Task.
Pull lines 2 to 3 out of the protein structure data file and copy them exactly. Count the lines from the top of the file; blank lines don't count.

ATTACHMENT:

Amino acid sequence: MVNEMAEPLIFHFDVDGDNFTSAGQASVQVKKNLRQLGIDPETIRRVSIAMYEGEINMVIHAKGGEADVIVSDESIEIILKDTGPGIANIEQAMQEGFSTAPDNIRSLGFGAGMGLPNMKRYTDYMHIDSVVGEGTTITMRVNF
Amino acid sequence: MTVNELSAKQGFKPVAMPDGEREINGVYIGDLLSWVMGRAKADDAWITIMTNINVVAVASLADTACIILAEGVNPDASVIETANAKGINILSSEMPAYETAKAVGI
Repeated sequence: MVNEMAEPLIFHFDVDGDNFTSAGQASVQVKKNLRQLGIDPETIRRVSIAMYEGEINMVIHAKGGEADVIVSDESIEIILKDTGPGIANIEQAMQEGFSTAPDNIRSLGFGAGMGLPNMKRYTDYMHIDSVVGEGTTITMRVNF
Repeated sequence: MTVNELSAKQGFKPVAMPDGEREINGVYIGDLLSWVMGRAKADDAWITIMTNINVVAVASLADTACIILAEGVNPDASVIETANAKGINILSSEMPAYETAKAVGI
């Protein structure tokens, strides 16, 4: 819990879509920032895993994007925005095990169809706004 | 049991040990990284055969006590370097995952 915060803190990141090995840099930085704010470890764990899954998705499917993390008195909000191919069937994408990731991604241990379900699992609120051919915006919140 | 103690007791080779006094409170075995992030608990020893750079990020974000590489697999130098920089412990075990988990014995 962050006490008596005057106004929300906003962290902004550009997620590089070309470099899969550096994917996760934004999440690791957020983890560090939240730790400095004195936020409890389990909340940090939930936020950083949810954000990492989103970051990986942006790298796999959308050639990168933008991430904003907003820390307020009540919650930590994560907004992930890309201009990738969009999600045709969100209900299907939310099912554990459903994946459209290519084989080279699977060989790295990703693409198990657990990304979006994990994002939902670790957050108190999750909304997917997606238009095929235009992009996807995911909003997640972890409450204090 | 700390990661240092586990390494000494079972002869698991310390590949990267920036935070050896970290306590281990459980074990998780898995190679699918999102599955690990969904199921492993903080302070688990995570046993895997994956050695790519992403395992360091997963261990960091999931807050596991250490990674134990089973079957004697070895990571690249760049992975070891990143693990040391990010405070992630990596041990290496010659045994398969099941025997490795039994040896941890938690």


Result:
Amino acid sequence: MTVNELSAKQGFKPVAMPDGEREINGVYIGDLLSWVMGRAKADDAWITIMTNINVVAVASLADTACIILAEGVNPDASVIETANAKGINILSSEMPAYETAKAVGI
Repeated sequence: MVNEMAEPLIFHFDVDGDNFTSAGQASVQVKKNLRQLGIDPETIRRVSIAMYEGEINMVIHAKGGEADVIVSDESIEIILKDTGPGIANIEQAMQEGFSTAPDNIRSLGFGAGMGLPNMKRYTDYMHIDSVVGEGTTITMRVNF